The leader of Namibia’s largest opposition party said on Tuesday, September 13, that he had written to Germany asking it for renegotiation of the genocide agreement reached last year between the two governments.
People’s Democratic Movement (PDM) leader McHenry Venaani says he wrote to German Foreign Minister Annalena Baerbock last week but is yet to get a response.
In Namibia, Germany was responsible for massacres of the indigenous Herero and Nama peoples, which many historians consider the first genocide of the 20th century.
In May 2021, after more than five years of bitter negotiations, Germany announced that it recognized that it had committed “genocide” in this southern African territory, which it colonized between 1884 and 1915, and promised development aid of $1.1 billion over 30 years to benefit the descendants of the two tribes.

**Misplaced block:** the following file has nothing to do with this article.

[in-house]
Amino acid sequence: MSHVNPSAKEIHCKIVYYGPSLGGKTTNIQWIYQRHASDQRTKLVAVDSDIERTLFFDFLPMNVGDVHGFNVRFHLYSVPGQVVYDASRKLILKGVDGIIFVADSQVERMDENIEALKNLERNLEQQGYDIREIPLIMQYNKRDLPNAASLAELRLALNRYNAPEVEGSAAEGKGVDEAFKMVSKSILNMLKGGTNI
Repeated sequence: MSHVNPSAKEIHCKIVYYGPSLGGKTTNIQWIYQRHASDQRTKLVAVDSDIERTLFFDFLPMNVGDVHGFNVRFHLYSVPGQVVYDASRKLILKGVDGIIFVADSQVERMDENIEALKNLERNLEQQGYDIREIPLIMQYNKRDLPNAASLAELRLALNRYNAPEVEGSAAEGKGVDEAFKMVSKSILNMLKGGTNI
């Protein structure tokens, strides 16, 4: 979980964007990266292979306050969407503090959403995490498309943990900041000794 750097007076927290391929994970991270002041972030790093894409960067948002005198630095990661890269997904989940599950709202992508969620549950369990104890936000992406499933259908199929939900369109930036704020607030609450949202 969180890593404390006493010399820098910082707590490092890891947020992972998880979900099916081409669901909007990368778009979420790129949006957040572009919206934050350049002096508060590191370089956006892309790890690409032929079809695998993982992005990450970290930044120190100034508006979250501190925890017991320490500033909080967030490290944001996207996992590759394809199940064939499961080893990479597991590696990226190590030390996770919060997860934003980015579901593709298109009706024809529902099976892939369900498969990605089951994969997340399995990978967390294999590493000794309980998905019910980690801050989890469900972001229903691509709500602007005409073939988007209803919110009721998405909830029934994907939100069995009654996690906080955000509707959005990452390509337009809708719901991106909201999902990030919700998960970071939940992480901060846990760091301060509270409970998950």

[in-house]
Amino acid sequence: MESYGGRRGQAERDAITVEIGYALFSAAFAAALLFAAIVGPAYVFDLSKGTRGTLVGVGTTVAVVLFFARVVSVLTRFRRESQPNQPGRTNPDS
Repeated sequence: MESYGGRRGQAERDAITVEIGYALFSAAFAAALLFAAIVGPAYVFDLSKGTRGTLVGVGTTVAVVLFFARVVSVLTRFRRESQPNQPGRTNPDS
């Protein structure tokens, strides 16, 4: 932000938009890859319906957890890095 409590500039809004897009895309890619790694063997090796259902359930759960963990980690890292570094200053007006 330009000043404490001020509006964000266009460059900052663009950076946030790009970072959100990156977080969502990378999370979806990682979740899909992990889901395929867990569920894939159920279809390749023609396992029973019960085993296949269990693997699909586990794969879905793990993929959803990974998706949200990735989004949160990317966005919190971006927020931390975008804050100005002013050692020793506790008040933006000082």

Germany stressed that the aid would be paid on a “voluntary basis” and that the agreement was not comparable to “reparations.”
Many Namibians rejected the agreement, saying that the descendants of the Herero and Nama had not been sufficiently involved in the negotiations and that the Windhoek government had been forced to accept the text – which was presented to the Namibian parliament a year ago but has not yet been adopted.
“Reparations have not been recognized as a consequence of the admission of genocide,” Venaani said, calling on Germany “to come back to the negotiating table and rework an agreement that would satisfy both groups.
Crimes committed in Namibia during German colonization have plagued bilateral relations for many years.
In total, at least 60,000 Hereros and about 10,000 Namas were killed between 1904 and 1908.